In November 2010, Trujillo was the first city in Latin America and the Caribbean to be chosen by the Inter-American Development Bank (IDB) to develop the pilot project "Trujillo: Sustainable City." The plan conceives Trujillo from other perspectives including fiscal and economic-financial sustainability, environmental sustainability, and quality of life. Since 2011, the IDB has been developing the relevant projects in coordination with the city's Municipality.

The city's economy is based on commerce, agriculture, and industry. Two of the main exports are artichokes and asparagus. In fact, Perú is the biggest exporter of asparagus in the world.

The climate is called a warm dry desert climate. The average daytime high is 22° C (72° F) and the average nightly low is 17° C (63° F). Trujillo gets 4mm (.16 inch) of rain per year, and yes, that is actually 4 millimeters for the entire year. Humidity ranges from 88%-90% year-round. Thankfully the temperature is not terribly high.

In the 17th century, the city built a wall around the city to protect it from pirate attacks as had happened to other coastal towns during those years. Then in the late 19th century the wall was torn down, but one short section of less than 100 meters was left standing. That bit is still standing and looks like any other wall except it is quite thick. And there is a replicate portal built that replaces one of the five portals into the city. The historic center is loaded with very old buildings some date back to the 16th and 17th centuries. The center plaza, the Plaza de Armas, is where the city was founded in 1534 and the proclamation of independence from Spain took place in 1820. There are also at least seven churches that also date back to the 16th and 17th centuries. And there are five archeological sites within a few kilometers of the city center. One of those sites is a World Heritage Site called Chan Chan. I walked out to it, about 4 or 5 kilometers from my hostal. The museum was interesting, then I walked out to the actual ancient city site. That place was a city, as big as cities today. Check out the photos in my photo album. After going through the main palace part of the city I walked out to another walled area which I expected was closed to the public, but I found one entry where somebody had knocked out the temporary blocks, so I scrambled over them and went into the site. That entry also happened to have hornets, and I got stung by one on my shoulder. Inside, there are remnants of walls of all sizes inside. Finding another way out was literally making my way through a maze. I finally got to the exterior wall and walked all the way around two sides, but that direction was a dead end, so I backtracked and found an opening to yet another exterior wall. As I walked along it and around a corner I found a door so I was able to get out on the opposite side from where I had entered. Today I walked 22.86 kilometers and the Strava app crashed and didn't record a couple of kilometers.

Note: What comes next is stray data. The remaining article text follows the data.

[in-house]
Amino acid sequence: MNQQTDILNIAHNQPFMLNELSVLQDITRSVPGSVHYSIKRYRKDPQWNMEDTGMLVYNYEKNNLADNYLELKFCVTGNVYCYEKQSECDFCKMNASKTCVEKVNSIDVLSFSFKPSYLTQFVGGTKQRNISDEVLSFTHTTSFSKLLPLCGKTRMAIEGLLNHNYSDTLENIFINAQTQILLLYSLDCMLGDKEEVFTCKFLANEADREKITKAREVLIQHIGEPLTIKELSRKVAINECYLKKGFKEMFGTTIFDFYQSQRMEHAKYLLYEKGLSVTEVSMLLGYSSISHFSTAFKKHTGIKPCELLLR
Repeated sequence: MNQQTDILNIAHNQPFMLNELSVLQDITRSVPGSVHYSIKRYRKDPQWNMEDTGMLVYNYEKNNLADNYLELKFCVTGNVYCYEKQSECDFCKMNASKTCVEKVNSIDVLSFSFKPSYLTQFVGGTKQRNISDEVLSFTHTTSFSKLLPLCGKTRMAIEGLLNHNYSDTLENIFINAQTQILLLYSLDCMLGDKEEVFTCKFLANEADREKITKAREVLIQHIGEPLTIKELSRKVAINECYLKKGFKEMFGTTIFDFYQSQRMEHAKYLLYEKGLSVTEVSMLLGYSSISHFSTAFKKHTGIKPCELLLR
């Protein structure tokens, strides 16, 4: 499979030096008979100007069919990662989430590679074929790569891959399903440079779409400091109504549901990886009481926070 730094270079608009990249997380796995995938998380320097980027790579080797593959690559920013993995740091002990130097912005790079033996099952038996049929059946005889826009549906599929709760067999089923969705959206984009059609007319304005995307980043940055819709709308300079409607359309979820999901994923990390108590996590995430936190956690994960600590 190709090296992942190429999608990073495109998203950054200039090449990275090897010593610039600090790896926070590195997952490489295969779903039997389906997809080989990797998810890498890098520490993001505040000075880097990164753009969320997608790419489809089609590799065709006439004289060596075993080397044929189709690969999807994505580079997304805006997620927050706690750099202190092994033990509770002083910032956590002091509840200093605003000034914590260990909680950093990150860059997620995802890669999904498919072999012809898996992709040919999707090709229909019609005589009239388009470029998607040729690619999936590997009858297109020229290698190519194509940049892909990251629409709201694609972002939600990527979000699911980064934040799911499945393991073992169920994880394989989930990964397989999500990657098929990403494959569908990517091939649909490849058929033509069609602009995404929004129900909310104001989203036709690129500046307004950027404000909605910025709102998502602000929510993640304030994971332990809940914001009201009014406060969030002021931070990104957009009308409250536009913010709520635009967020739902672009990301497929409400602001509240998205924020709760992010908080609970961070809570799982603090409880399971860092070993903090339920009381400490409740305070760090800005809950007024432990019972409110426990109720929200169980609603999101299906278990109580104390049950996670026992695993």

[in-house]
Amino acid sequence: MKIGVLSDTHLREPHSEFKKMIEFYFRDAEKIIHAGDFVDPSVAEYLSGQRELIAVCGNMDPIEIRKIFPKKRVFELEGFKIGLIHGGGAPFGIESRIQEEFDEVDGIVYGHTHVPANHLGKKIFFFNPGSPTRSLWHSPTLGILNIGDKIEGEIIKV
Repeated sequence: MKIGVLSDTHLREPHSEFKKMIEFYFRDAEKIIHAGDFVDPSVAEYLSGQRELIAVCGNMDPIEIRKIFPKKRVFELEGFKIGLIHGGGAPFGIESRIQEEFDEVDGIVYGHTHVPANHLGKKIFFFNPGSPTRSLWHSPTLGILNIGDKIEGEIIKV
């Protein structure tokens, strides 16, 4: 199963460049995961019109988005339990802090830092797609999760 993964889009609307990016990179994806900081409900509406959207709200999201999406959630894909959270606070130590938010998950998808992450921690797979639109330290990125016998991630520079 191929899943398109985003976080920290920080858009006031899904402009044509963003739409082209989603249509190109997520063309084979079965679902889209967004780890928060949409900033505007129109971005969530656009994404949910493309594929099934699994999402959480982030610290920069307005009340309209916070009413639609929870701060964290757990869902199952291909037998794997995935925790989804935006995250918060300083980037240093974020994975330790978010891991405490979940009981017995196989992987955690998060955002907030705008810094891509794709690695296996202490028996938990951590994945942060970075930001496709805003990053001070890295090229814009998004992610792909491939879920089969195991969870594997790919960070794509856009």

Trujillo is a large city with more than one million people. The city is generally clean but has the typical traffic problems found in any big city. There are many parks here and they are actively maintained. The climate is quite nice and the city has the nickname "city of eternal spring". It's definitely a place to visit if you happen to be visiting Perú.